Figure 6. Changes in the interest rate and effects on MPK (calibrated model). At E (benchmark equilibrium): r = 0.10, ρ = 0.20, 0.38 or 2.6, MPK = 0.1239, n = 16.45; At A: r = 0.11, ρ = 0.20, MPK = 0.1318, n = 16.34; At B: r = 0.11, ρ = 0.38, MPK = 0.1314, n = 16.45; At C: r = 0.11, ρ = 2.60, MPK = 0.1305, n = 16.82.
This means that the effect on MPK will depend on the sign and magnitude of.
Furthermore, assuming that and are functions of, differentiation of the LHS of (16) with respect to gives
(17)
A profit maximizing firm tend to raise the marginal product of capital when the interest rate rises. A higher MPK requires that
The change in MPK for a given change in the interest rate will thus depend on the substitutability in production, but also of the change in lifetime of the capital good.
To compare the effects of a higher interest rate at different elasticities of substitution, the model is calibrated in order to eliminate different levels effects on endogenous variables. The parameters and in the production function are calibrated to a benchmark equilibrium for and λ and this means that the effect of a change in on the endogenous variables is only due to a substitution effect.
In Figure 6 three different changes in MPK are indicated and the differences arise because of different values of the substitution parameter.
4.3.1. Case A
A higher interest rate raises the marginal product of capital and in case A this effect is reinforced by the decrease in lifetime. In Section 4.1 the following relationship was derived:
The decline in lifetime implies that labour productivity will decline and Equation (17) then implies that the capital intensity has to decrease in order to raise the marginal product of capital.
Differentiation of the production function (9) gives the opportunity to study the effects on the labour-augmenting factor, λ.
(18)
When the productivity as well as the capital intensity fall, Equation (18) indicates that the effects of a higher interest rate on the technical progress factor, λ, are ambiguous.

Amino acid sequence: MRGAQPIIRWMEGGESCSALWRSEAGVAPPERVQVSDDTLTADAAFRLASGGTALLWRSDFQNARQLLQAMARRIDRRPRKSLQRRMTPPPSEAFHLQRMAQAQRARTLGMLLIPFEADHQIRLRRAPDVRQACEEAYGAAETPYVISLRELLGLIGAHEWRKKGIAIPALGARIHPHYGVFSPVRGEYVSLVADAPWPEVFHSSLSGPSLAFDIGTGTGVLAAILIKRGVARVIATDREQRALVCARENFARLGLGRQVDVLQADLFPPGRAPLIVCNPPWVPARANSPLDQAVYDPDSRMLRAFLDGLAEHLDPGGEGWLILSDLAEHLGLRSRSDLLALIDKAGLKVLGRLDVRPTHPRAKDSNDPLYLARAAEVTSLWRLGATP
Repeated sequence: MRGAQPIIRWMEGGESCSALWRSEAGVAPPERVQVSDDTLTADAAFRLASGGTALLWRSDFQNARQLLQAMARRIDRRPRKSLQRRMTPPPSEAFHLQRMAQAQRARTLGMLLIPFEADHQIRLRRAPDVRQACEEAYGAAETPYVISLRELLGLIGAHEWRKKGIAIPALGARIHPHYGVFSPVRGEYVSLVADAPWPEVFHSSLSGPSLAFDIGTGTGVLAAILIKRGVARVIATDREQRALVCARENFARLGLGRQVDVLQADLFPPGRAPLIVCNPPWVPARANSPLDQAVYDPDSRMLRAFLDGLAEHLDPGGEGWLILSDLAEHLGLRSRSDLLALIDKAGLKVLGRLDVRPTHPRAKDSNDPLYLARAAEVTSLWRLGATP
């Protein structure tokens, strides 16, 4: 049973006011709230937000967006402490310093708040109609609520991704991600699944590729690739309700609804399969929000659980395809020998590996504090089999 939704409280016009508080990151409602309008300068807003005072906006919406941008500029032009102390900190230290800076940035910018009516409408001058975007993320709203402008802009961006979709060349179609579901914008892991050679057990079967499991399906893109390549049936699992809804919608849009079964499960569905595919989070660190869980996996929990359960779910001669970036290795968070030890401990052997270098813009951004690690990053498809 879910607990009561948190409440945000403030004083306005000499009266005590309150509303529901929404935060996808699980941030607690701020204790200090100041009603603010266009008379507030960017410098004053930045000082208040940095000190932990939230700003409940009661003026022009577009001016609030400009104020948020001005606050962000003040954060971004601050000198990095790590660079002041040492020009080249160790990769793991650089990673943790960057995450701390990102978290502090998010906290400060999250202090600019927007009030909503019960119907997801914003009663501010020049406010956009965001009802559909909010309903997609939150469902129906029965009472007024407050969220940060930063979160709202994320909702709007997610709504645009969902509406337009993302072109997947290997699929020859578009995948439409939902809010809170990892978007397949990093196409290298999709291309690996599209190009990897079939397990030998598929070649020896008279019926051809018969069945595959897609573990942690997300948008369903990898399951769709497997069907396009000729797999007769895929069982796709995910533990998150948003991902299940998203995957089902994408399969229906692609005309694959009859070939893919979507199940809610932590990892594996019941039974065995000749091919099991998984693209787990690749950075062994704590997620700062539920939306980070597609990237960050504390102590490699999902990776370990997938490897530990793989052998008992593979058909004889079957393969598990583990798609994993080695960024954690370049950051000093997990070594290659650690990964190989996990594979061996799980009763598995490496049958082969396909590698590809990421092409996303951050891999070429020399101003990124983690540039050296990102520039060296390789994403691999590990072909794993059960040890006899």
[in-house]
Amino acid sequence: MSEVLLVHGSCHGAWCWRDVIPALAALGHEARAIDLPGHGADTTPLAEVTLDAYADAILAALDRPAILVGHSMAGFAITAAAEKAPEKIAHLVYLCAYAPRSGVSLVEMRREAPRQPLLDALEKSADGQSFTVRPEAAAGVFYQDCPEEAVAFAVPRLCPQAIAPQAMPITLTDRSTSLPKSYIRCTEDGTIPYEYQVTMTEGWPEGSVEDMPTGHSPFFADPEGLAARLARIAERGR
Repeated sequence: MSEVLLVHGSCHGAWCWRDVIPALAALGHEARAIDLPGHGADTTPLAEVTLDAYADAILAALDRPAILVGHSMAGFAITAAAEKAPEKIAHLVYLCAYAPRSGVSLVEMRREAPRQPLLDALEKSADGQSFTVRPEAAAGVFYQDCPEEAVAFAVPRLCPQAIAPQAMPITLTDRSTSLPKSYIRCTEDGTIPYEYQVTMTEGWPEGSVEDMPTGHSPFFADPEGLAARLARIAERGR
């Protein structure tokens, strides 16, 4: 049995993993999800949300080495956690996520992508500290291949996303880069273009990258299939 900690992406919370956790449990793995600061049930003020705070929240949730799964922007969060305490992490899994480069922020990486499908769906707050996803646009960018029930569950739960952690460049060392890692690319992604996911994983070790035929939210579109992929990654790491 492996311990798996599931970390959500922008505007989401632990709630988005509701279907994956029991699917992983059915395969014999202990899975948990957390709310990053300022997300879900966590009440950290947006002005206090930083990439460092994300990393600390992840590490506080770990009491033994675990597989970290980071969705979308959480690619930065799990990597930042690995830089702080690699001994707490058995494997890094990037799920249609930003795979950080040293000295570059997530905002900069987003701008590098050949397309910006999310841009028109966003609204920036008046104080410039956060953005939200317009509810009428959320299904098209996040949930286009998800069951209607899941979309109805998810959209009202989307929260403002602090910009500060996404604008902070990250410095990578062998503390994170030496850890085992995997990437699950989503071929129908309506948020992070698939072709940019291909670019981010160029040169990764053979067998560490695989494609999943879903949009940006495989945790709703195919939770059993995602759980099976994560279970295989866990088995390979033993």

This case occurs when the value of the substitution parameter is zero or close to the Cobb-Douglas case and the substitutability in production is fairly high.
4.3.2. Case B
In this case there is no change in lifetime or labour productivity, but there is a positive effect on the marginal product of capital. In order to raise the marginal product of capital the capital intensity has to decline and Equation (18) then implies that the labour-augmenting factor has to increase.
In case B there is a turning point for and. The substitution parameter has increased and the substituteability in production has decreased. In terms of equation (14) and the graph in Figure 5, the effects on the capital intensity will be smaller for a given change in the interest rate, which means that the effect on the marginal product of capital will be smaller.
4.3.3. Case C
The third case shows a situation where there is no change in factor intensity, implying that there is a turning point for. This means that the capital intensity shows the same value at point E and point C in Figure 6.
According to Equation (17) a constant capital intensity and a higher productivity, due to a higher lifetime, leads to higher marginal product of capital. Lastly, a higher Harrod-neutral technical progress requires because of Equation (18).
When the production function is closer to the fixed proportion case the plane in Figure 5 become flatter, which means that a constant factor intensity requires a higher lifetime for the investment when the interest rate rises.